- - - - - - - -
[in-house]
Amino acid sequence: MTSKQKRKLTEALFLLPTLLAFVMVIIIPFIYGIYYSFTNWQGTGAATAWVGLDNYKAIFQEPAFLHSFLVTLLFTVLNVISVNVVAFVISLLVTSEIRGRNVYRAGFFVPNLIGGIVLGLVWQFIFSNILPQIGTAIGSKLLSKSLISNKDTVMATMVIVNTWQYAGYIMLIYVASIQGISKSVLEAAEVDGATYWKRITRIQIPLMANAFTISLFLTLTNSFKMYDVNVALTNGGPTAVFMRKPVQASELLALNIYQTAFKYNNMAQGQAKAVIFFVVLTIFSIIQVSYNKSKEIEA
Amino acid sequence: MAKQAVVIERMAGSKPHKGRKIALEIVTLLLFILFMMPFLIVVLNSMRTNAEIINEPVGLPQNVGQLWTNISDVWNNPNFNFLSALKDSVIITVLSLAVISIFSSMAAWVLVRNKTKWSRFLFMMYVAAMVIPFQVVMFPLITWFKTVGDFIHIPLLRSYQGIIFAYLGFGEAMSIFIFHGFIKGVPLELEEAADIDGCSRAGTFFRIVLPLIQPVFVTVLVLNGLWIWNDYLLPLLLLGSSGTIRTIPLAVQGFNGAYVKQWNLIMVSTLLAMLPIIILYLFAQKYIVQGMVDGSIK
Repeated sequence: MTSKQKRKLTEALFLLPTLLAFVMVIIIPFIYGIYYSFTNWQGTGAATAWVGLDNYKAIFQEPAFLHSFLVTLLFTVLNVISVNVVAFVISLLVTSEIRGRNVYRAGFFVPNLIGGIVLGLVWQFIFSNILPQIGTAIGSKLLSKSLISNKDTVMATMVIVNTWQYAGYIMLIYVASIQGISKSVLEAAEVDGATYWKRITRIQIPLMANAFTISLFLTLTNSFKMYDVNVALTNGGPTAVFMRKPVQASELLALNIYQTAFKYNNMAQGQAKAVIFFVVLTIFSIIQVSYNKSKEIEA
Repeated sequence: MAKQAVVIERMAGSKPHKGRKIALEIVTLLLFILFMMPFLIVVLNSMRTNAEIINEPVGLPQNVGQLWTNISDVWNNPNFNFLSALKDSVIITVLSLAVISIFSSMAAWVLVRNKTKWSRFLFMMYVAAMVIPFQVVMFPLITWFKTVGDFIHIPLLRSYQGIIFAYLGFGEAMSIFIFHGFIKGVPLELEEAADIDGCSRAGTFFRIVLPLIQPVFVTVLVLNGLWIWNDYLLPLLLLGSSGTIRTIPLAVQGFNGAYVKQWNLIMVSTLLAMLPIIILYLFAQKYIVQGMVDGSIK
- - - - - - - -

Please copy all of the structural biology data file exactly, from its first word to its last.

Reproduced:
[in-house]
Amino acid sequence: MTSKQKRKLTEALFLLPTLLAFVMVIIIPFIYGIYYSFTNWQGTGAATAWVGLDNYKAIFQEPAFLHSFLVTLLFTVLNVISVNVVAFVISLLVTSEIRGRNVYRAGFFVPNLIGGIVLGLVWQFIFSNILPQIGTAIGSKLLSKSLISNKDTVMATMVIVNTWQYAGYIMLIYVASIQGISKSVLEAAEVDGATYWKRITRIQIPLMANAFTISLFLTLTNSFKMYDVNVALTNGGPTAVFMRKPVQASELLALNIYQTAFKYNNMAQGQAKAVIFFVVLTIFSIIQVSYNKSKEIEA
Amino acid sequence: MAKQAVVIERMAGSKPHKGRKIALEIVTLLLFILFMMPFLIVVLNSMRTNAEIINEPVGLPQNVGQLWTNISDVWNNPNFNFLSALKDSVIITVLSLAVISIFSSMAAWVLVRNKTKWSRFLFMMYVAAMVIPFQVVMFPLITWFKTVGDFIHIPLLRSYQGIIFAYLGFGEAMSIFIFHGFIKGVPLELEEAADIDGCSRAGTFFRIVLPLIQPVFVTVLVLNGLWIWNDYLLPLLLLGSSGTIRTIPLAVQGFNGAYVKQWNLIMVSTLLAMLPIIILYLFAQKYIVQGMVDGSIK
Repeated sequence: MTSKQKRKLTEALFLLPTLLAFVMVIIIPFIYGIYYSFTNWQGTGAATAWVGLDNYKAIFQEPAFLHSFLVTLLFTVLNVISVNVVAFVISLLVTSEIRGRNVYRAGFFVPNLIGGIVLGLVWQFIFSNILPQIGTAIGSKLLSKSLISNKDTVMATMVIVNTWQYAGYIMLIYVASIQGISKSVLEAAEVDGATYWKRITRIQIPLMANAFTISLFLTLTNSFKMYDVNVALTNGGPTAVFMRKPVQASELLALNIYQTAFKYNNMAQGQAKAVIFFVVLTIFSIIQVSYNKSKEIEA
Repeated sequence: MAKQAVVIERMAGSKPHKGRKIALEIVTLLLFILFMMPFLIVVLNSMRTNAEIINEPVGLPQNVGQLWTNISDVWNNPNFNFLSALKDSVIITVLSLAVISIFSSMAAWVLVRNKTKWSRFLFMMYVAAMVIPFQVVMFPLITWFKTVGDFIHIPLLRSYQGIIFAYLGFGEAMSIFIFHGFIKGVPLELEEAADIDGCSRAGTFFRIVLPLIQPVFVTVLVLNGLWIWNDYLLPLLLLGSSGTIRTIPLAVQGFNGAYVKQWNLIMVSTLLAMLPIIILYLFAQKYIVQGMVDGSIK